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Must I pray in Hebrew?

Must I pray in Hebrew?



All of the prayers in my synagogue are in Hebrew, and I don't understand a word of what we're saying. Why do we pray in Hebrew in the first place? Should I better read the Hebrew which I don't understand, or the English which I do understand?

The Simple Answer:

Hebrew is the language of choice for prayers. But prayer requires understanding. So if you understand the meaning of the words you are saying, pray in Hebrew. If you don’t, pray in the language you understand--until you learn Hebrew.

The Longer Answer:

Yes, the Shema, the Amidah, and virtually all of the prayers are recited in Hebrew—even in synagogues where most of the congregants are much more fluent in other languages. Why is this?

  1. When the Talmud1 discusses praying in Aramaic rather than Hebrew, it asserts that the angels do not understand Aramaic. Since we need the angels to carry our prayers on high, we should pray in a language that they understand. (Why we need angels to carry our prayers in the first place deserves an entire letter for itself!)
  2. Hebrew is called the "Holy Tongue." According to Nachmanides2 its specialness is expressed in the fact that it is G‑d's language of choice for revealing Himself to the prophets.3
  3. The prayers were written in Hebrew. As the saying goes, "there is no such thing as an accurate translation." Even the best translation cannot convey the entire intent of the original. When one prays in Hebrew, he is assured that he is praying exactly as our prophets and sages intended it.

So praying in Hebrew has many advantages over praying in English. But what if you don't know Hebrew? Are you allowed to pray in other languages?

Concerning the Shema, there is a dispute in the Talmud.4 Rabbi Yehudah opines that one must recite it in the original Hebrew as it is written in the Torah. The majority of the sages, however, rule that one may read it in whichever language he understands. The Halachah follows the majority, and one may recite Shema in his own language—provided that he enunciates the words clearly and articulately.5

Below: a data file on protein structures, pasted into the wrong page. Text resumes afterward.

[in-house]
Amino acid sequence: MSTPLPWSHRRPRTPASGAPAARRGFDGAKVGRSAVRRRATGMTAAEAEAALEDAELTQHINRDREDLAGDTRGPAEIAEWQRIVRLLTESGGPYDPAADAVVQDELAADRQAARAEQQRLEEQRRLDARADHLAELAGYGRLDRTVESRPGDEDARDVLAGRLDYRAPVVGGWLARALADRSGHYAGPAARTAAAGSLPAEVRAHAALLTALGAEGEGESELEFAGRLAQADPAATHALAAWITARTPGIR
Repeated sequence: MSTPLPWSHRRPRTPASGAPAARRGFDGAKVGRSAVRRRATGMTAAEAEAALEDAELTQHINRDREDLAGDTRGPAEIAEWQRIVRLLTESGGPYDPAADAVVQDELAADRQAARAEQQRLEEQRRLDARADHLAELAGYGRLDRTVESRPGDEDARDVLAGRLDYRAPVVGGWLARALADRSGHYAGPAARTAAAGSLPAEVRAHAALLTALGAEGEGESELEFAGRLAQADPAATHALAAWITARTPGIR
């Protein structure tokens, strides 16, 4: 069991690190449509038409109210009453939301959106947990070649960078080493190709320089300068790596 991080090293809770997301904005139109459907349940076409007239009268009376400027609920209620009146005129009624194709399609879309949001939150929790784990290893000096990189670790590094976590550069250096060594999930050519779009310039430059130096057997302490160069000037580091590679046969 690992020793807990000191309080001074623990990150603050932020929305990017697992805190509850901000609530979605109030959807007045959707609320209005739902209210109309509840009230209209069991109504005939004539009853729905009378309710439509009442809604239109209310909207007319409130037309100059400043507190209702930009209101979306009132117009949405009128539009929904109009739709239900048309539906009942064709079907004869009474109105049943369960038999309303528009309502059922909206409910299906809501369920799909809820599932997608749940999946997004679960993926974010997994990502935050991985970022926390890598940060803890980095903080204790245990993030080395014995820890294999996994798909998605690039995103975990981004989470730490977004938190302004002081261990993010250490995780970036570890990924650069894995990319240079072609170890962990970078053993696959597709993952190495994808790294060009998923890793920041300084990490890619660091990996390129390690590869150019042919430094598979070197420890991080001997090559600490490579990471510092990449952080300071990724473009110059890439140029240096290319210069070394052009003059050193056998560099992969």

All agree, however, that the Amidah may be recited in any language.6 How does this square with the above-mentioned rule that the angels do not understand other languages? The Talmud7 qualifies this, saying that the angels' assistance is only necessary for one who prays alone. However, the prayer of a congregation is so potent that does not need the assistance of the angels to be heard by G‑d.

So how about one does not understand Hebrew and is praying alone? Why is he or she allowed to pray in the vernacular?

The Code of Jewish Law8 brings two further qualifications:

  1. The Talmud may have only referred to a situation where one is asking G‑d to fill his specific needs. When praying the standard prayers that all Jews pray, all languages are acceptable.
  2. The Talmud specifically mentions Aramaic. However, all other languages may be acceptable.

In short, it's preferable to learn Hebrew and pray in that language. But if you don't understand what you are saying, say it in the language you do understand.

So now we know that you are allowed to read the prayers in your own language, if you do not understand the Hebrew. But can you pray in Hebrew if you don't understand?

Understanding what you are saying is essential for the act of prayer. Maimonides9 writes that prayer without concentration is not considered prayer. Prayer, after all, is not a matter of simply uttering words. Prayer is called "service of the heart.10" You can say all the words in Hebrew, but you haven't performed the mitzvah of prayer—because how can your heart express itself with words you don't understand?

The best solution, obviously, is to start learning Hebrew. If you never start reading Hebrew, you will never learn. So I suggest that you work your way into it. Begin with just a few lines which you have learned to understand, and slowly expand your repertoire. Add on one blessing at a time. Before you know it, you will have mastered the entire Amidah and much more besides.

Let me also point out that while one must understand and pay attention to the entire prayer, mental focus is most vital during the first line of the Shema,11 the opening blessing of the Amidah,12 and the line in Ashrei13 where we say, "You open Your hand and satisfy the desire of every living thing." If you said any of the other parts of the prayer while distracted, you do not have to go back and repeat them. With these parts, however, you do have to return and say them over again. 14 Hence it may make sense to learn the meaning of those parts of the prayer first, and start other areas with Hebrew before you fully know what they mean.

When working the Hebrew into your prayers, you may want to start with those paragraphs that the congregation sings together. Singing along is usually easier than grappling with the words alone!